I often receive e-mails from business owners asking for advice in marketing, publicity, finance, business tips, and operations management. Unfortunately, most of the advice I give has to be in fairly general terms. Because, in order to give advice that will benefit each specific business, I would need to fully understand the dynamics of each individual situation, industry, demographics, opportunity, etc. This would take more time than I have to give without having to start charging for it. However, many small business owners and entrepreneurs – both online and offline – overlook one of the best ways to get FREE advice for their businesses . . . forming an advisory board.
The best advisory boards are made up of business owners and professionals who will ALL benefit from its formation. Here’s how to put one together (business tips):
Itemize the “give and take.”
Make two lists: one of the skills and expertise that you have to offer others. And another of the skills and expertise that you need (from others) to better operate your own business.
For instance, are you a whiz at dreaming up great promotions but a bust at understanding the tax laws that affect your business? Can you cold call with the best of them, but unsure of how to put together an impressive client presentation?
Know what your strengths are and where your weaknesses fall. It will help to determine whom to approach about forming your mutually beneficial advisory board.
Seek out, potential board members.
Finding your board members may be easier than you think.
Do you belong to an association or the local chamber of commerce? Don’t just attend the meetings – network to find good board member candidates and to spread the word about what you’re trying to accomplish. Ask contacts for other names of entrepreneurs, chief executive officers of small, privately held companies or consultants to small businesses. Talk to your banker, vendors or accountant and ask them for leads. Review the business section of your local newspaper or specific business listings from the yellow pages of a telephone directory.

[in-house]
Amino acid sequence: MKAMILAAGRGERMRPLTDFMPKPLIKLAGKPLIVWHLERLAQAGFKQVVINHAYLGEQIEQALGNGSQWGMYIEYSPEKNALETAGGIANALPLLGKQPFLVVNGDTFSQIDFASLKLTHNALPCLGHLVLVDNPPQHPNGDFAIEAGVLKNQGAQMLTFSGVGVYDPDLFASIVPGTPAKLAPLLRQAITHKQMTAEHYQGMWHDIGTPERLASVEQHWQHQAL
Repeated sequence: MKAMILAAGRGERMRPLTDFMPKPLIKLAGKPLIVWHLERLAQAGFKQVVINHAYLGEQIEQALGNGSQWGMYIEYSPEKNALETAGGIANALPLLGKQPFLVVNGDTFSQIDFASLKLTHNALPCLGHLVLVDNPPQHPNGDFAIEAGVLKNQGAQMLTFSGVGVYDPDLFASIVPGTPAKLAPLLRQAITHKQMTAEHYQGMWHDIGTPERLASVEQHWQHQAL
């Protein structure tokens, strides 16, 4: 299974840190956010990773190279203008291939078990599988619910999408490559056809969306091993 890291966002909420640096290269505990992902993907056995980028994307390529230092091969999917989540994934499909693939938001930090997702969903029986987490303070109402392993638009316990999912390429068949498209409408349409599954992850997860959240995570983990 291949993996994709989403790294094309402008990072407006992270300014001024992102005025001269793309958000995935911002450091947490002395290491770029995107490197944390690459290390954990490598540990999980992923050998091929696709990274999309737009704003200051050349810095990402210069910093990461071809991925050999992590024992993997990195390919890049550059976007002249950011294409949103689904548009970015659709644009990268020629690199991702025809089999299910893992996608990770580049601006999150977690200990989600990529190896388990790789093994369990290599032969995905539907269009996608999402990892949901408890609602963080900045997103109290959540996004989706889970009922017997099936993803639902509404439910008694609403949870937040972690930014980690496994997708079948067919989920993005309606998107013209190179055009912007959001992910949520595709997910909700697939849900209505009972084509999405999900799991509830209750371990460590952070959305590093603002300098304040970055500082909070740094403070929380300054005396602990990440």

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Contact each prospective member individually.
Once you’ve chosen candidates, call each one to introduce yourself, discuss your objectives and determine the mutual benefits of forming the board. If you do not personally know the individual, invite him/her to lunch to get acquainted. Tell prospective board members about your business, market and specific challenges. Invite them to tour your offices and meet your employees. Give them your company brochure and relevant industry information.
Know what you want to accomplish.
How often you meet will be determined by what you want to accomplish. There may be times when one-on-one meetings will be more productive. But schedule full board meetings no less than quarterly to solicit input and feedback about your specific business objectives, progress, and accomplishments. Remember that members are there to ADVISE you, not to do the work FOR you. While you may eventually decide to barter for services with other members, that is a separate action from the intent and purpose of an advisory board and should be negotiated outside of the board meetings.
Be prepared to get what you ask for.
Understand that when you ask for advice, honest feedback and others’ opinions, criticism will often creep into the mix. Suppress your natural reflex to defend your actions, listen to your peers and use the information constructively.
If an advisory board sounds too formal for your fledgling business. But you still need access to one-on-one expert advice, contact the nearest chapter of SCORE. This organization of retired executives can prove to be an excellent resource to help answer your questions and connect you with free or low-cost resources.
I hope you liked these points or business tips. Share with friends. Comments and suggestions are always welcomed.